Inside PR 494: Creativity and Long Bike Rides by the Lake

A recent post by Gini Dietrich on Digital Distraction and Creativity provides our jumping off point this week. We talk about he importance of times when our minds are “in neutral” for creative thinking and serendipitous inspiration. For Gini, it’s long bike rides. For Martin, it’s long walks. For Joe, it’s shaving and the shower. It may be something totally different for you. But whatever it is, it’s important that you make time to enable your mind to free associate and generate new ideas.

Just a couple years ago, Canada’s Antispam Law (CASL) forced marketers everywhere to revise their approach to building mailing lists, as marketers everywhere discovered that, if they captured any  Canadians in their lists, they had to clearly indicate the intended use of the data and provide people with a clear opt-in for the list, not an opt-out.  And failure to comply with these standards could lead to legal action and fines.

Now publishers and marketers around the world are gearing up for Europe’s General Data Protection Regulation (GDPR), which compels a similar rethink about the way that data about people is collected, including cookie data. And, similar to CASL, living outside of Europe is not a shield against the regulation. It’s effect and the truly sizeable financial penalties that can be levied against those who violate the regulation can be applied to anyone anywhere if the capture data about Europeans.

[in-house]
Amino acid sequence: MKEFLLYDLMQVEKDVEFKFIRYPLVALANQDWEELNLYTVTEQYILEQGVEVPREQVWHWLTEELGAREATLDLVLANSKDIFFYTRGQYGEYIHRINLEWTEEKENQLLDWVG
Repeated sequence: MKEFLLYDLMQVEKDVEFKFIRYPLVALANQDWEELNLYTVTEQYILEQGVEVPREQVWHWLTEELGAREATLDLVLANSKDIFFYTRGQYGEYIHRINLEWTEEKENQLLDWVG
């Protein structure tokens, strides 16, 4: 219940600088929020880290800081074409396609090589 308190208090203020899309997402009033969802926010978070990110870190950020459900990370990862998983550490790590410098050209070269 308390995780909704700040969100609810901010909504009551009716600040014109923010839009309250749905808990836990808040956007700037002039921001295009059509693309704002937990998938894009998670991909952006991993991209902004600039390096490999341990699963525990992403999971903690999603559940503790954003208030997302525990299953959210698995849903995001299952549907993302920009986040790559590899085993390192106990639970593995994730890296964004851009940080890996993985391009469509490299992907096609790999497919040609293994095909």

Finally, we discuss research from Pew that underlines the relentless erosion of television news consumption, that is leaving it as a medium consumed by older, less educated, less wealthy Americans. No wonder I see so many drug ads on CNN! And this trend leaves PR people scrambling to reach audiences in the new online places they habituate.

It’s your turn.

We’d love to know what you think about the topics we discussed as well as your suggestions for questions you’d like answered or topics for future shows. Leave a comment on the blog, send us an email or an audio comment to [email protected], leave a comment on the Inside PR Facebook group or the FIR Podcast Network Facebook group, We’re also on Twitter. We’re @inside_pr or connect directly with Gini DietrichJoseph Thornley, and Martin Waxman.


Our hashtag is #IPRMustKnow. If you are tweeting or posting about the podcast, please include our hashtag so that we can find your post.

Please rate us on Apple Podcasts

We hope you like the podcast as much as we like making it for you. If you do, we have a favor to ask: If you like this podcast, please rate us on Apple Podcasts.